Redundancy series: Numbers at risk
As you will likely know, when you propose to dismiss 20 or more employees at one establishment within a 90-day period the collective obligations in section 188 of the Trade Union and Labour Relations (Consolidation) Act 1992 (TULRCA) are triggered. Knowing when you’ve hit 20 is therefore the key.
How do we calculate the number at risk of redundancy?
It may seem obvious, but it is worth checking which entity (if there are several) employs each person at risk. It may be that there are fewer than 20 employed by each company, in which case section 188 doesn’t apply.
If there are more than 20 employed, the next thing to do is check which establishment each person is employed in. This is a more straightforward answer following the Woolworths case. It could be that you have several stores, offices or regions and depending on how each are operated and how they function each could be a separate establishment.
The next issue to determine is how many other redundancies in that establishment have been made in the past. TULRCA states (section 188(3)) that you ignore any employees in respect of whose proposed dismissal consultation has already begun. However, the European Court of Justice (ECJ) case of UQ v Marclean Technologies SLU states that the period is a rolling 90-day period so you would have to look back and then calculate how many redundancies are being proposed within 90 days to work out if you need to collectively consult (and more worryingly, whether you should have collectively consulted with the first batch).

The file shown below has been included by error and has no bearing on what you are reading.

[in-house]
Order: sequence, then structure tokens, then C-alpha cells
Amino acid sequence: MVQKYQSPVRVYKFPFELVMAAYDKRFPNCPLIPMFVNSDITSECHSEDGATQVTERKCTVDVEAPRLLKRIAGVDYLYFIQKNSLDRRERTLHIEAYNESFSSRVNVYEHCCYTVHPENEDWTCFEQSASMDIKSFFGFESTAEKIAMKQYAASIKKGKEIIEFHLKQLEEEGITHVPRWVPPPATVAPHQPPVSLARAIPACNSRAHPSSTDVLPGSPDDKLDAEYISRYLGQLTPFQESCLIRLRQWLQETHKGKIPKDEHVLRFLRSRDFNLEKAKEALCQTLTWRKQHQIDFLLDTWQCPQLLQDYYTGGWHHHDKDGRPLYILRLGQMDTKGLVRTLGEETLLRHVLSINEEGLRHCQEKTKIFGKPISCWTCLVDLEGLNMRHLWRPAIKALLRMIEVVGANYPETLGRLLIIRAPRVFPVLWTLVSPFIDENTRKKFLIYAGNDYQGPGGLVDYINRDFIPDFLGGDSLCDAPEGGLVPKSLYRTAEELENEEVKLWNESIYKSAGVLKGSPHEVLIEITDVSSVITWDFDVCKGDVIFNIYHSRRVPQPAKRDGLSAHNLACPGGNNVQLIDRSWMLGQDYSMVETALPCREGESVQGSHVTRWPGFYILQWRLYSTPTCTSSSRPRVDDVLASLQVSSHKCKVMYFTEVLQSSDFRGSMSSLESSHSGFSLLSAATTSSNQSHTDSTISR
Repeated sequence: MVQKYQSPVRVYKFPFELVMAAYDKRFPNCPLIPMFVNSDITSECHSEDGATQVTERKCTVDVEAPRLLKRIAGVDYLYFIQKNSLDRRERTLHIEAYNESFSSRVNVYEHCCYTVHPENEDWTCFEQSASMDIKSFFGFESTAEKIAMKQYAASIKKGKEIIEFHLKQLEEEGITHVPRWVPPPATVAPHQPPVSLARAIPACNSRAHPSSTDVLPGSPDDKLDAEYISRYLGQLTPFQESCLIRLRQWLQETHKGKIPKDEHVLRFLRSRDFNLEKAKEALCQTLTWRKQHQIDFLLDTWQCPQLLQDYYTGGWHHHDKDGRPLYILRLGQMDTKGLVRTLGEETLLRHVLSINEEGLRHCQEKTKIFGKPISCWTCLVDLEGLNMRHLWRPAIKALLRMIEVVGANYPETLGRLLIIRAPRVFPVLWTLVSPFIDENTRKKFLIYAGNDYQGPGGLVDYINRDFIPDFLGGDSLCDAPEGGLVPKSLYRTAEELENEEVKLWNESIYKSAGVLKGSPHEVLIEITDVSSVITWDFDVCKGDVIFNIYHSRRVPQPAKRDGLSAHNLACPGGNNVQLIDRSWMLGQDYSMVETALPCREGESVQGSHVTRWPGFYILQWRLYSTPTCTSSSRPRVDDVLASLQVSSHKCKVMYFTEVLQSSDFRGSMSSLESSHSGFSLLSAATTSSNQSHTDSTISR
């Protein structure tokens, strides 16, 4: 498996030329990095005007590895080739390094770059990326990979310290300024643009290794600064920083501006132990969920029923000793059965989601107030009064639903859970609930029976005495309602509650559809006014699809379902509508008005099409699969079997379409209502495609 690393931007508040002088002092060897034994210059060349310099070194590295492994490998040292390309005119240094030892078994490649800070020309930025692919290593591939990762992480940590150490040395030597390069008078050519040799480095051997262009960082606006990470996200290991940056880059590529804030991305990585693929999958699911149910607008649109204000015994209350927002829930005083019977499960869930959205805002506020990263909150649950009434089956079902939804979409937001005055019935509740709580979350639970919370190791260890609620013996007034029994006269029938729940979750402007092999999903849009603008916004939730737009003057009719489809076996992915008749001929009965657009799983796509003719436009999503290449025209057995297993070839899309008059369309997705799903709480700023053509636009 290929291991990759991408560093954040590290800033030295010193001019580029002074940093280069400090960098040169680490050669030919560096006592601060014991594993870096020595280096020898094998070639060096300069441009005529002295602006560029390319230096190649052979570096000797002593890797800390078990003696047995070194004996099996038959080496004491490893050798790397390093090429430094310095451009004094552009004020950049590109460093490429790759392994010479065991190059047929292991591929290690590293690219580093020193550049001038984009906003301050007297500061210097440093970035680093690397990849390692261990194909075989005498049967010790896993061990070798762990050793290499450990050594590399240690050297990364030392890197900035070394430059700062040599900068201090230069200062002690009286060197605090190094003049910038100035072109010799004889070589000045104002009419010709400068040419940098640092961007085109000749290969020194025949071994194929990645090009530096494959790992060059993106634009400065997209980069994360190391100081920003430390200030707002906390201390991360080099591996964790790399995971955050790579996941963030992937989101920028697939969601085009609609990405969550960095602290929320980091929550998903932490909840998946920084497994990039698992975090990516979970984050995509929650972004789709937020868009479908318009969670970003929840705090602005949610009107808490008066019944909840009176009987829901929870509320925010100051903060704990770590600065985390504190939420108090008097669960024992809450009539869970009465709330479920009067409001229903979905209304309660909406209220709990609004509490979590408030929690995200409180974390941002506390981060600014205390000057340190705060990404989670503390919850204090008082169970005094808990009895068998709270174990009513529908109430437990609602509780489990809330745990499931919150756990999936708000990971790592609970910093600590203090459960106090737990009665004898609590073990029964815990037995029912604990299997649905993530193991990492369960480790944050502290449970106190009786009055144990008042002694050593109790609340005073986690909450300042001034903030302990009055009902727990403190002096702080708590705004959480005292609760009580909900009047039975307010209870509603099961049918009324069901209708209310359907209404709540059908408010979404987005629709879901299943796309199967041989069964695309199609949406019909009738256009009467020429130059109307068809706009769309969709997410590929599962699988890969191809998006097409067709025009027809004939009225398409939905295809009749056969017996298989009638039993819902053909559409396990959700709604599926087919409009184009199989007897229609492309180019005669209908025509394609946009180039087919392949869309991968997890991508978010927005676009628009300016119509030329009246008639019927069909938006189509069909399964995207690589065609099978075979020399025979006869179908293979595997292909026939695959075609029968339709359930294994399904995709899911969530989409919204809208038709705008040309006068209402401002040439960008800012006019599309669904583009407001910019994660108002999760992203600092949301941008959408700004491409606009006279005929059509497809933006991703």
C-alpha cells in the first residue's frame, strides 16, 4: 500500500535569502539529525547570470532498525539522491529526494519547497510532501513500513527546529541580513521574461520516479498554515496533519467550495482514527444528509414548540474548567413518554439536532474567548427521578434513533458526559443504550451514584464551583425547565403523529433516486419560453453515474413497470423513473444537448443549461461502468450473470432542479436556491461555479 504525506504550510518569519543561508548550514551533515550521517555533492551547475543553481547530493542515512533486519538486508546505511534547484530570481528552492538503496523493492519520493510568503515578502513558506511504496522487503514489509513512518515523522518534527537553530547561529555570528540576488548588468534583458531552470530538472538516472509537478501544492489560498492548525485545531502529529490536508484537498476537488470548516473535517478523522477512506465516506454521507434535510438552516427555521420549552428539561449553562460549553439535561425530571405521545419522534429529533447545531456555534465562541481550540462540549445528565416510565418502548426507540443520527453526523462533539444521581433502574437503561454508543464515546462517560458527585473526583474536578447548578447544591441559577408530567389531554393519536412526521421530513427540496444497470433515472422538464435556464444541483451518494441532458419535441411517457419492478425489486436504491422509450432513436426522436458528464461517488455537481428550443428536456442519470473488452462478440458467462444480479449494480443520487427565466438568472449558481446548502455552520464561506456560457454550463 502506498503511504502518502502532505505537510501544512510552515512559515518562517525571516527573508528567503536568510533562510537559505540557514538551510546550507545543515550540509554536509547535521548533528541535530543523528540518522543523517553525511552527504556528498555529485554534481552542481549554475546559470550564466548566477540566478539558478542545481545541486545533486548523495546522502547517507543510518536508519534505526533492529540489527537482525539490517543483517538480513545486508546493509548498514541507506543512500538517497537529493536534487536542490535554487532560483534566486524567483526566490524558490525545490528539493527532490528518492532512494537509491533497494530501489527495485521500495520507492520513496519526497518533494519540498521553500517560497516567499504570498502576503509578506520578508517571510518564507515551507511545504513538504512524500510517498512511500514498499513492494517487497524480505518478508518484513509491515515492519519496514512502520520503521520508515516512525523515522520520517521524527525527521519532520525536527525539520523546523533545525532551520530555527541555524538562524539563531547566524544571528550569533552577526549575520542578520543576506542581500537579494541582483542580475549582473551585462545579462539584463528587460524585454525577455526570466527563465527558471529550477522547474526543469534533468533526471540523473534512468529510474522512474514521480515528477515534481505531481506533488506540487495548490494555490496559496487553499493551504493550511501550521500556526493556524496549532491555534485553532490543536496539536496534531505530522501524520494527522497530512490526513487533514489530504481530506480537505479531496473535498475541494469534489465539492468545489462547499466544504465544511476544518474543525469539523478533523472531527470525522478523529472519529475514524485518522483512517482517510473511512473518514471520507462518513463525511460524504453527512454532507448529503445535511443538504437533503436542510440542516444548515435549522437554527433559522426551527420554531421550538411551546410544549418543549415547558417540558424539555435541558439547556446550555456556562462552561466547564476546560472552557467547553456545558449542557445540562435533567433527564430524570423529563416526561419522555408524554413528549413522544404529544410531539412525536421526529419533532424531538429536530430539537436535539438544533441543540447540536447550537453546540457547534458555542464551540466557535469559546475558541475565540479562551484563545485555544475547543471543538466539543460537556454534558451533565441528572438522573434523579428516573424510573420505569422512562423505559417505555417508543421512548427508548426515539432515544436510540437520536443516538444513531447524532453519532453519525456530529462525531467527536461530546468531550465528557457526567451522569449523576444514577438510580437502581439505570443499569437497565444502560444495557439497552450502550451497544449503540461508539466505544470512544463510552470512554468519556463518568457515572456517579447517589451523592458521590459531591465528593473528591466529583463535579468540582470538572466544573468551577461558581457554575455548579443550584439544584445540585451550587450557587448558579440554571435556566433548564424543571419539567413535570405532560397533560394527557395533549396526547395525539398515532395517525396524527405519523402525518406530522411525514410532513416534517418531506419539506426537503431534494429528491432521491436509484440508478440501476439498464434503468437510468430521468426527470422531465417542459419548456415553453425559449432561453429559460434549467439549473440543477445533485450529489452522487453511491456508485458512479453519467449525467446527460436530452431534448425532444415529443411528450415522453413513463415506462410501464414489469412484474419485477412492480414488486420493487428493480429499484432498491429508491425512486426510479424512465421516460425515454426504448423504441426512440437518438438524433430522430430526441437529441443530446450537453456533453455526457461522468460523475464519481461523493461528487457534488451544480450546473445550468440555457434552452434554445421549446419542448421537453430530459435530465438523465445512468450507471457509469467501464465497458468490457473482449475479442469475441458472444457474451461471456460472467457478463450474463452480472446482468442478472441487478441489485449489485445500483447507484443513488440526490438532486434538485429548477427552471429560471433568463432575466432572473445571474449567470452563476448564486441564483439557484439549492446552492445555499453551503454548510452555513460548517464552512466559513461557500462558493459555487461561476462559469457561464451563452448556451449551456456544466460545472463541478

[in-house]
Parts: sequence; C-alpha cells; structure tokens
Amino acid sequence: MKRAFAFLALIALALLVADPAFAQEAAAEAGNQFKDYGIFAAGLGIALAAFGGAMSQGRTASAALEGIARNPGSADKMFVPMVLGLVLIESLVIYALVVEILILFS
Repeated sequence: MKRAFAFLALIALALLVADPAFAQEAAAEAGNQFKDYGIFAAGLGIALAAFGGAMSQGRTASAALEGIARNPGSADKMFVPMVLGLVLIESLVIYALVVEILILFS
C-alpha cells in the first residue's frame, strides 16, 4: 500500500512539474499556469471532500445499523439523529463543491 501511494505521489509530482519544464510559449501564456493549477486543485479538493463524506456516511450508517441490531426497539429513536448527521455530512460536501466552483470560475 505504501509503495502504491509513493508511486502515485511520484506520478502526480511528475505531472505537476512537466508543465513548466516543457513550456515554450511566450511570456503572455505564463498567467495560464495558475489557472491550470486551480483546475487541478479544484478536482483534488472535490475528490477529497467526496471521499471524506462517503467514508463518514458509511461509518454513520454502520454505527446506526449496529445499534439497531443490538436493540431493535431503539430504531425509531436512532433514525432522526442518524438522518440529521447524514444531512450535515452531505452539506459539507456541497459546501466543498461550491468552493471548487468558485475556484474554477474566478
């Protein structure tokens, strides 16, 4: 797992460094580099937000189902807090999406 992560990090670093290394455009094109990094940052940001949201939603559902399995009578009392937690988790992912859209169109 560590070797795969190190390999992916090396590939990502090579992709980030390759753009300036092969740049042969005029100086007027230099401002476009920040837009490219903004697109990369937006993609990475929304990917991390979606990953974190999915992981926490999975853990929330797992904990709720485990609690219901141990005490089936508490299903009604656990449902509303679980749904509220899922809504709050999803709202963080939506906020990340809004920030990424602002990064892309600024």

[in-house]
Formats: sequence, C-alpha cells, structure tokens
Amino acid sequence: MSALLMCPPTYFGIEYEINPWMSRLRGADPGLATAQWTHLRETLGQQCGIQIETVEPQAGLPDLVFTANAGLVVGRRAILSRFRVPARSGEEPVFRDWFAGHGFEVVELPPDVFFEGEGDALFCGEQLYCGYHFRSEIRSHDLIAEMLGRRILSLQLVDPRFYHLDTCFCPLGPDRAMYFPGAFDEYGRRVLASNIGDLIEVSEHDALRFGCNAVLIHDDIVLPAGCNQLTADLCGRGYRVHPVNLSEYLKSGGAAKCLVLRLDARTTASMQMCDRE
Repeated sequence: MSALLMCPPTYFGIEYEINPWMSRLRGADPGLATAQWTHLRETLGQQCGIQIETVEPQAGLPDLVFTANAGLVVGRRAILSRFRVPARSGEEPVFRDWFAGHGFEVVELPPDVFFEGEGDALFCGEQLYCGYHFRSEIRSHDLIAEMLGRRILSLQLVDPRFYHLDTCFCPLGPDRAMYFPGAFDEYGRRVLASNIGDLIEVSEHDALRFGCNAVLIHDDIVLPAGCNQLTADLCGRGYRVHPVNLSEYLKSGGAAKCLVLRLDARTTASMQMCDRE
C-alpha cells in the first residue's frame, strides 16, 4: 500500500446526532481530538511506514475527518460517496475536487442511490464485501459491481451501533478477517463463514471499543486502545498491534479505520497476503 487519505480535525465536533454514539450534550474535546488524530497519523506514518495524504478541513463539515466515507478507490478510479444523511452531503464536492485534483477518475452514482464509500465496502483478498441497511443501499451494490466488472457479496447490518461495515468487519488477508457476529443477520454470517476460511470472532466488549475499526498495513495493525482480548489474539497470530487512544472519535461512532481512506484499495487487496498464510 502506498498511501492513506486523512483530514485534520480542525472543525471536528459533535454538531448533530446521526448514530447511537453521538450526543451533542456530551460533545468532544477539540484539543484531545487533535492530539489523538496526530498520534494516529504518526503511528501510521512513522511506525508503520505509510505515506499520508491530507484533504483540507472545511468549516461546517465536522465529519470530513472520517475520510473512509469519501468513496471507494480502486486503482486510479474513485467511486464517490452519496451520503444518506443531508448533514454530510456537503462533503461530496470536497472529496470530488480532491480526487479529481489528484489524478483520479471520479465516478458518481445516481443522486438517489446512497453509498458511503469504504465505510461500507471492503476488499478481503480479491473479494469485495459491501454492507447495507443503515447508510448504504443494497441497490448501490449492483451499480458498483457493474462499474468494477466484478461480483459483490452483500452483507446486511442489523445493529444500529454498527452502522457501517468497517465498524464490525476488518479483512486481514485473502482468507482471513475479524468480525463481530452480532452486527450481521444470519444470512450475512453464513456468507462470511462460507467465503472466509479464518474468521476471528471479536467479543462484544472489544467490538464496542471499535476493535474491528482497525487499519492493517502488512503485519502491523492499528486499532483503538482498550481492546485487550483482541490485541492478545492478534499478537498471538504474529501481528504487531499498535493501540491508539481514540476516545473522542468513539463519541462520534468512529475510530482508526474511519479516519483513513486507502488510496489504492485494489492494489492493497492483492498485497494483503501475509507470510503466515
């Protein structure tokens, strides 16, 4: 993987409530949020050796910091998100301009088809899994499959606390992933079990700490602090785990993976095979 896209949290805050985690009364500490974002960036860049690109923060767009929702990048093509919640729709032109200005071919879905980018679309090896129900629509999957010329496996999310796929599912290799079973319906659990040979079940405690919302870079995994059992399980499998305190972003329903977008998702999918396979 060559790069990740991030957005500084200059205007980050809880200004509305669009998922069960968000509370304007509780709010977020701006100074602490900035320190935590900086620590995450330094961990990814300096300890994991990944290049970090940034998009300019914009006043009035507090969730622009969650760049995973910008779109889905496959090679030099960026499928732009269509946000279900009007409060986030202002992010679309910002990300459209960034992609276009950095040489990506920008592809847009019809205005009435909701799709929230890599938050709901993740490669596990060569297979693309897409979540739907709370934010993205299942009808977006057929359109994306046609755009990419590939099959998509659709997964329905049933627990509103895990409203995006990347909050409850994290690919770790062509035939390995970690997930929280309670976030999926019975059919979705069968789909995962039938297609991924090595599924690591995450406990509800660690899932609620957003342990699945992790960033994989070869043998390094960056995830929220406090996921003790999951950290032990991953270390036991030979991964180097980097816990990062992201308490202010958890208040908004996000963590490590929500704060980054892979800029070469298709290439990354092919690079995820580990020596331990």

The ECJ decision is very difficult to work through in practice, as you may not have had your crystal ball out when embarking on the first tranche of fewer than 20 redundancies.
While the courts in England and Wales are unlikely to be able to apply the ECJ decision because of section 188(3) overriding it, more cautious employers may wish to review redundancies taking effect over the rolling 90 days and consult accordingly, even restarting consultations with the first group, on a collective basis this time. Although some may see this as overkill and unworkable, employers should note that failing to inform the Government via the submission of Form HR1 is a criminal offence and failing to consult could also trigger awards of 90 days’ gross pay per affected employee.
And don’t forget to count volunteers for redundancy – they still count for the purposes of section 188.
What if we need to propose more redundancies after announcing the first ones?
As mentioned above, section 188(3) states that you ignore any redundancies over which you are already in consultation (note however the above). Having said that, this won’t apply where an employer has purposefully delayed starting another round or has split the process into two or more proposals. Paper trails will be key to establishing what the employer knew or planned at each stage.
If a genuine need to propose further redundancies arises, the numbers should be calculated based on those concerned and not taking into account earlier consultations (unless you wish to follow Marclean).
Read all our Redundancy series insight:
- Redundancy series: Numbers at risk
- Redundancy series: The election process
- Redundancy series: Employee representatives
- Redundancy series: Questions regarding who and when to consult
- Redundancy series: How to consult during a redundancy process
- Redundancy series: Questions on suitable alternative roles in redundancy process
- Redundancy series: How to treat those on leave during redundancy process
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